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Most adoptive families experience sleep issues after coming home. Often, these problems come as a surprise to a family who saw their new son or daughter sleep soundly in their home country. The familiarity of sounds, smells, sights, and time zone can’t be underestimated. For most young children, sleeping in a new place can be scary.
Often parents cannot determine why their child is not going to sleep or cannot stay asleep even though the child is tired. In almost all cases, adoptive child sleep issues do not stem from behavioral problems but are most often the physical manifestations of a child’s inner struggles with grief, loss and trauma. Because of this, achieving regular healthy sleep can take time. It’s development goes hand-in-hand with the emotional and psychological healing that must occur for each child.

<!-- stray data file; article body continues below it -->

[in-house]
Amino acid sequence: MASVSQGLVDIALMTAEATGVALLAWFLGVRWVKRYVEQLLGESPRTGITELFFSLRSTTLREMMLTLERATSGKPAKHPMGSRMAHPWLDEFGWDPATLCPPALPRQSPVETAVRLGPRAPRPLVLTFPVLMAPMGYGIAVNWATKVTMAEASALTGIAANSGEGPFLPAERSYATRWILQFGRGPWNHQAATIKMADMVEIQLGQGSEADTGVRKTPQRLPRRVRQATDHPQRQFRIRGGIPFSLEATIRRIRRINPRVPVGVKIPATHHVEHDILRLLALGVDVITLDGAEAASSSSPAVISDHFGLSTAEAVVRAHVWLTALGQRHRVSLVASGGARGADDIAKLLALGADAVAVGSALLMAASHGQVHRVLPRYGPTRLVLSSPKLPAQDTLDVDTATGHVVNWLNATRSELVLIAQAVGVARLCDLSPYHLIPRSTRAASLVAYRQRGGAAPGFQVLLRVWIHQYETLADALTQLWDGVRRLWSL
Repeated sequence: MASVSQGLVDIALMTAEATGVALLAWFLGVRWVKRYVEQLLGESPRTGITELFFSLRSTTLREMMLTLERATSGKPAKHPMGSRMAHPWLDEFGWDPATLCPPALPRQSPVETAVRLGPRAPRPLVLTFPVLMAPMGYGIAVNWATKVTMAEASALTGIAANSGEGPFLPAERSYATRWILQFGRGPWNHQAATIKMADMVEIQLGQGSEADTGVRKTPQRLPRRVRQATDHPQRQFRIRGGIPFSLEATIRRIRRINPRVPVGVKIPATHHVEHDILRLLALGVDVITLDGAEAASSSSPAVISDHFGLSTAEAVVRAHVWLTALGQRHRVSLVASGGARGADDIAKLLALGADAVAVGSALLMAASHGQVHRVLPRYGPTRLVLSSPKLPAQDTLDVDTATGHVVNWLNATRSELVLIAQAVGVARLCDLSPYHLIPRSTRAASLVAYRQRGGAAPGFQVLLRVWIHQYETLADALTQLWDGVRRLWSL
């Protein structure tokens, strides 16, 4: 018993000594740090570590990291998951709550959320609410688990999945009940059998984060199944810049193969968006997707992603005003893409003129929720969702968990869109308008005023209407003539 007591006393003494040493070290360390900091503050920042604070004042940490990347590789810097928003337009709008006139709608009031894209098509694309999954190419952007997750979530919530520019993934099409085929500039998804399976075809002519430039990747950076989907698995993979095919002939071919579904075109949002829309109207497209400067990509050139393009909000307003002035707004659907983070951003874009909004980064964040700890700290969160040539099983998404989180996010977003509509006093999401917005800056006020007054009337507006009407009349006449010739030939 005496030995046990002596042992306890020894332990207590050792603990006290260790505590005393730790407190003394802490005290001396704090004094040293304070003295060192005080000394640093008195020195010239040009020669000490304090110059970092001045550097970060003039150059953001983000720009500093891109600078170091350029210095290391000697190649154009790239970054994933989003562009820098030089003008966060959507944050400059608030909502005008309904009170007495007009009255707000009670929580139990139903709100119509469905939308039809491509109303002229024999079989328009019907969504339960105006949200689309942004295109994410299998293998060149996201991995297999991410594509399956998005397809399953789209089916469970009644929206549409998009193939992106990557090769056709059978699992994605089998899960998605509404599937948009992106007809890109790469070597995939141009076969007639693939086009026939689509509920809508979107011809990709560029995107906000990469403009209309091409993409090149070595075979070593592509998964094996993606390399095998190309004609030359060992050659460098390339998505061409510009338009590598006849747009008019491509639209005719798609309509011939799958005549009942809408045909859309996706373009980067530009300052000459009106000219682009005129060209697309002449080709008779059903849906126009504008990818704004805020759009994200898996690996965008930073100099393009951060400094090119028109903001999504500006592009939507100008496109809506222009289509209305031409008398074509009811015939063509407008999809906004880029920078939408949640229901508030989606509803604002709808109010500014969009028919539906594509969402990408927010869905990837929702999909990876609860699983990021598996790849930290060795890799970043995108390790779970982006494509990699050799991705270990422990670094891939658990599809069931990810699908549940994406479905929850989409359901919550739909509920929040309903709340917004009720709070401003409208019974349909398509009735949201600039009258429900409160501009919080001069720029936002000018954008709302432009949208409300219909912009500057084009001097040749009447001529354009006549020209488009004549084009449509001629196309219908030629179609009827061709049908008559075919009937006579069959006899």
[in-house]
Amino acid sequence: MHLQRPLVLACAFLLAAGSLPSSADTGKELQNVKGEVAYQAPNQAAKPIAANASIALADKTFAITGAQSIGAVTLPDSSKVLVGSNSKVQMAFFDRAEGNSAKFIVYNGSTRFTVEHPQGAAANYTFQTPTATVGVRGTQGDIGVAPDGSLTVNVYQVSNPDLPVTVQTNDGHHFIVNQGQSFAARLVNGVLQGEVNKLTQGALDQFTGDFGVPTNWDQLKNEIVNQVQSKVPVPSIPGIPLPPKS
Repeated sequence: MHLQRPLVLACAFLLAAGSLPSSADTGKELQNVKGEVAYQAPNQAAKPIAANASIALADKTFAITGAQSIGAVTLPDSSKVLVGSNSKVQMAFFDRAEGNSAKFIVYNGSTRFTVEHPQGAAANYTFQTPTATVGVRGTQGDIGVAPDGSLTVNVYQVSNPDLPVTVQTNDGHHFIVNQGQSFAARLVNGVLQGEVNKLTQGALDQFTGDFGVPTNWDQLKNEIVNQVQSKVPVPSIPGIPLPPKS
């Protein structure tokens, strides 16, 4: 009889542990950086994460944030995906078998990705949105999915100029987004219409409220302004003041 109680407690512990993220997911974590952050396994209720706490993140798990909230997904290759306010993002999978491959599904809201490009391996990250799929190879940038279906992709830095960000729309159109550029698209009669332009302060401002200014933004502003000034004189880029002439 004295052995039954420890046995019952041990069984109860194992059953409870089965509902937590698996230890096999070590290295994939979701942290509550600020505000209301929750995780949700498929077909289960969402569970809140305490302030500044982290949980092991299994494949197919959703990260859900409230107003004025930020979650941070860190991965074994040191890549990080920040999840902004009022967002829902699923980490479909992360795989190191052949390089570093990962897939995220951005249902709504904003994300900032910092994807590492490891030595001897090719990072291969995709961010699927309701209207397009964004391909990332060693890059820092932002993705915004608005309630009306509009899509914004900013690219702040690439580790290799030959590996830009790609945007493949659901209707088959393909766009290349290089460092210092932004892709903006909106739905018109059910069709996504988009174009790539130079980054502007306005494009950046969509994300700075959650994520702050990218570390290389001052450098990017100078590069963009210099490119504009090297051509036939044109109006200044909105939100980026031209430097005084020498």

Parents who develop and use a plan for healthy sleep find that they are less weary and less overwhelmed. Each child is different, but every child can benefit from an intentional process that cultivates feelings of security while offering tools that can equip the child to relax and get the rest he or she needs. A variety of popular sleep methods exist, but families should be particularly attuned to how these methods might work with a child who has experienced trauma or loss. For example, crying it out, removing daytime naps, and taking away privileges generally don’t produce the same kind of results that positive methods like physical reassurance and reliability can. Though it may take longer than we’d hoped, with patience and sensitivity, healthy sleep can be achieved!
For more information on developing healthy sleep patterns, read:
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